Africa's External Debt Mountain and Looming Debt Crisis

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Sunday, November 07, 2021   /08:06 AM / by FDC Ltd / Header Image Credit: Global Finance Magazine 

 

African nations have continued to record an increase in their external debt despite their already huge debt burdens. So far this year, not less than 6 countries have visited the international debt market as subdued tax revenue and the need for sustained economic support measures raised the need for new lines of credit. Africa's external debt is projected to reach a record high of over $1trn in 2022, which could push the external debt to GDP ratio above 40%, an 18-year high.

 

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Pandemic-induced Debt Relief Initiatives

Most African nations suffered severe fiscal setbacks following the outbreak of the covid-19 pandemic, particularly huge revenue shortfalls despite rising fiscal expenditures. Prior to the outbreak, many of these countries were already heavily indebted and running large fiscal and currentaccount deficits. This was however further exacerbated by pandemic-induced economic disruptions necessitating requests for financial assistance from multilateral organizations such as the IMF and the World Bank. In 2020, the G20 group of nations helped to defer up to $5.4bn of Africa's external debt into 2021-24 under its Debt Service Suspension Initiative (DSSI).However, external borrowings by African countries have maintain an upward trajectory highlighting the risk of a looming debt crisis in the continent.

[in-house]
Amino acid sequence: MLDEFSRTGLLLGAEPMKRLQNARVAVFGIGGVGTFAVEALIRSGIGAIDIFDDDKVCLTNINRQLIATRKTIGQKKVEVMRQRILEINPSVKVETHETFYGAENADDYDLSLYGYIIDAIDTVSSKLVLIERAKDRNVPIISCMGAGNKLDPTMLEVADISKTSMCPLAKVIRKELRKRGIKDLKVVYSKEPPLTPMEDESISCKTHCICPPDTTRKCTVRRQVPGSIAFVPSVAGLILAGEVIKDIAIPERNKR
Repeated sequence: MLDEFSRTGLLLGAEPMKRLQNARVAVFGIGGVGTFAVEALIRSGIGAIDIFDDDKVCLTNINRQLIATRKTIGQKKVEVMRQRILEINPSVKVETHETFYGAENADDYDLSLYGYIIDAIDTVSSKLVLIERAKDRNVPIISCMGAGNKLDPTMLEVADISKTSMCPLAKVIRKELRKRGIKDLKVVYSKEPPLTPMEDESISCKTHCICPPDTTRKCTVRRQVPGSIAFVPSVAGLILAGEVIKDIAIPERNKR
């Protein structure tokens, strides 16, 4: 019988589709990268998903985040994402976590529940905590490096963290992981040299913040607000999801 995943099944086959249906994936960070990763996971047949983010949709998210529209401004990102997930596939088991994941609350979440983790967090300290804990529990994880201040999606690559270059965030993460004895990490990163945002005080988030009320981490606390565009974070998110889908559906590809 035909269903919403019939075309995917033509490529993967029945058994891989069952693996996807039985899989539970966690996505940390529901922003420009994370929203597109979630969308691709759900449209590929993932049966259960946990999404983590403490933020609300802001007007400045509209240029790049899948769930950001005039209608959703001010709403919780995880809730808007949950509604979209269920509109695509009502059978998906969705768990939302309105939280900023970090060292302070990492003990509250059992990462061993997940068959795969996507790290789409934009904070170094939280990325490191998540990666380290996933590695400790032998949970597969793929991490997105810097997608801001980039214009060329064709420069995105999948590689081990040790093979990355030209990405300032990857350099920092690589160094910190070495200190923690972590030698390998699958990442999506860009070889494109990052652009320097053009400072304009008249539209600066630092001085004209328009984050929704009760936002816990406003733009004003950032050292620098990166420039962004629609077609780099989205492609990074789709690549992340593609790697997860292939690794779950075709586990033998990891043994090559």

Africa's Looming Debt Crisis

African economies are at risk of a debt crisis as their ability to service their already bloated external debts remains largely constrained. In H2'21, the International Monetary Fund (IMF) listed six countries that were already in external debt distress (Congo-Brazzaville, Mozambique, Sao Tome and Príncipe, Somalia, Sudan and Zimbabwe). In the absence of new debt relief measures or an extension of the DSSI, there is a high risk that 15 more countries (including Cameroon, Ethiopia, Ghana and Kenya) will join the list of debt distressed nations, according to the IMF. This is due to the high risk of sovereign defaults upon the expiration of the debt moratoriums. Zambia emerged the first African nation to record a sovereign default in November 2020 and Angola is teetering on the brink, with sovereign external debt above 100% of GDP.

 

Implications and Outlook

Africa's rising external debt is negative for investor confidence due to the attendant rise in the already huge debt service burdens in many countries. With many countries still severely constrained in their ability to meet up with debt repayments, there is the risk of exchange rate instability and credit rating downgrades. Many African countries already had their credit ratings downgraded in 2020 due to increased debt default risks. New external debt borrowings, in the absence of additional debt relief measures, will put these countries at risk of further credit rating downgrades. However, distressed countries are likely to start seeking debt restructuring, which will improve their fiscal outlook. Also, countries may be compelled to introduce fiscal consolidation measures, which could dampen the current nascent economic recovery

 

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Proshare Nigeria Pvt. Ltd.


Proshare Nigeria Pvt. Ltd.


Proshare Nigeria Pvt. Ltd.

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